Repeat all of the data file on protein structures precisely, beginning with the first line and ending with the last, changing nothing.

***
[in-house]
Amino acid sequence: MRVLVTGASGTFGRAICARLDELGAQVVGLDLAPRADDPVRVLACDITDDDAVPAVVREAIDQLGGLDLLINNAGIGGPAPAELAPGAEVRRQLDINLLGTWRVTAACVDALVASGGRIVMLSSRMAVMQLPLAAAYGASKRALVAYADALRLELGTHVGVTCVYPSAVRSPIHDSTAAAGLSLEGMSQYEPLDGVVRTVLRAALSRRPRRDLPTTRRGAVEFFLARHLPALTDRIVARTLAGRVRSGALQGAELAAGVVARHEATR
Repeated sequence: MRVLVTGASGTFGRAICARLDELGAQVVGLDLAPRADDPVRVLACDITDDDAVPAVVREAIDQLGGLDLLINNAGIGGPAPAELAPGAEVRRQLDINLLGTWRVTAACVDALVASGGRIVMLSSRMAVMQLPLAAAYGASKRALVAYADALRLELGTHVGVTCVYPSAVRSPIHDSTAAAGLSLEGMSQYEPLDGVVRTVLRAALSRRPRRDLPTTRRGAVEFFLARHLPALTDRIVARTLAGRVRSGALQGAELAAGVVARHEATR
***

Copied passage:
[in-house]
Amino acid sequence: MRVLVTGASGTFGRAICARLDELGAQVVGLDLAPRADDPVRVLACDITDDDAVPAVVREAIDQLGGLDLLINNAGIGGPAPAELAPGAEVRRQLDINLLGTWRVTAACVDALVASGGRIVMLSSRMAVMQLPLAAAYGASKRALVAYADALRLELGTHVGVTCVYPSAVRSPIHDSTAAAGLSLEGMSQYEPLDGVVRTVLRAALSRRPRRDLPTTRRGAVEFFLARHLPALTDRIVARTLAGRVRSGALQGAELAAGVVARHEATR
Repeated sequence: MRVLVTGASGTFGRAICARLDELGAQVVGLDLAPRADDPVRVLACDITDDDAVPAVVREAIDQLGGLDLLINNAGIGGPAPAELAPGAEVRRQLDINLLGTWRVTAACVDALVASGGRIVMLSSRMAVMQLPLAAAYGASKRALVAYADALRLELGTHVGVTCVYPSAVRSPIHDSTAAAGLSLEGMSQYEPLDGVVRTVLRAALSRRPRRDLPTTRRGAVEFFLARHLPALTDRIVARTLAGRVRSGALQGAELAAGVVARHEATR